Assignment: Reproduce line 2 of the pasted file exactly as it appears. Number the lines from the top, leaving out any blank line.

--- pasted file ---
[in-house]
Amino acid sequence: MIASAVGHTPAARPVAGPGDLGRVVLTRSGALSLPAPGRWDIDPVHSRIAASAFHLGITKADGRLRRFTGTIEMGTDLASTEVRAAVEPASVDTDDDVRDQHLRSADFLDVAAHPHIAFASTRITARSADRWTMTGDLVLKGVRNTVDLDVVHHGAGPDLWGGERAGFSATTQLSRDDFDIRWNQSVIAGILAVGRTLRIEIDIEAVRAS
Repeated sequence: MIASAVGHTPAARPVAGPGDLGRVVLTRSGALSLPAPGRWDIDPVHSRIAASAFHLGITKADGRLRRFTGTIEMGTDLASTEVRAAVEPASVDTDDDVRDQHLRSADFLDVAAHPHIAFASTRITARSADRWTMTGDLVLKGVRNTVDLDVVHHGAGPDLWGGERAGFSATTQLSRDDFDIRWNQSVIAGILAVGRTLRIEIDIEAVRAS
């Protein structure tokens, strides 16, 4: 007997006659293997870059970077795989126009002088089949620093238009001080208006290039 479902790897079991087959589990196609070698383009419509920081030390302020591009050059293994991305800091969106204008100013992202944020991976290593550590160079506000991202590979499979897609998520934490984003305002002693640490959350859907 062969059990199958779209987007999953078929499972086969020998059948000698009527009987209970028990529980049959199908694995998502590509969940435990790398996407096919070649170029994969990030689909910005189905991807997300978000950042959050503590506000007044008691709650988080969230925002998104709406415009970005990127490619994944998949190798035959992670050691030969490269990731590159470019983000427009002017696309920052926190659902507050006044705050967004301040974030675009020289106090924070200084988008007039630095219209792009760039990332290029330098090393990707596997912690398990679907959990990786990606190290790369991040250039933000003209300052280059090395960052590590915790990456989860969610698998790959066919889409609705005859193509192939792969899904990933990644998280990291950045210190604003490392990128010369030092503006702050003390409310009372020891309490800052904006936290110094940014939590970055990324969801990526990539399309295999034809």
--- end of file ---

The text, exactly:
Amino acid sequence: MIASAVGHTPAARPVAGPGDLGRVVLTRSGALSLPAPGRWDIDPVHSRIAASAFHLGITKADGRLRRFTGTIEMGTDLASTEVRAAVEPASVDTDDDVRDQHLRSADFLDVAAHPHIAFASTRITARSADRWTMTGDLVLKGVRNTVDLDVVHHGAGPDLWGGERAGFSATTQLSRDDFDIRWNQSVIAGILAVGRTLRIEIDIEAVRAS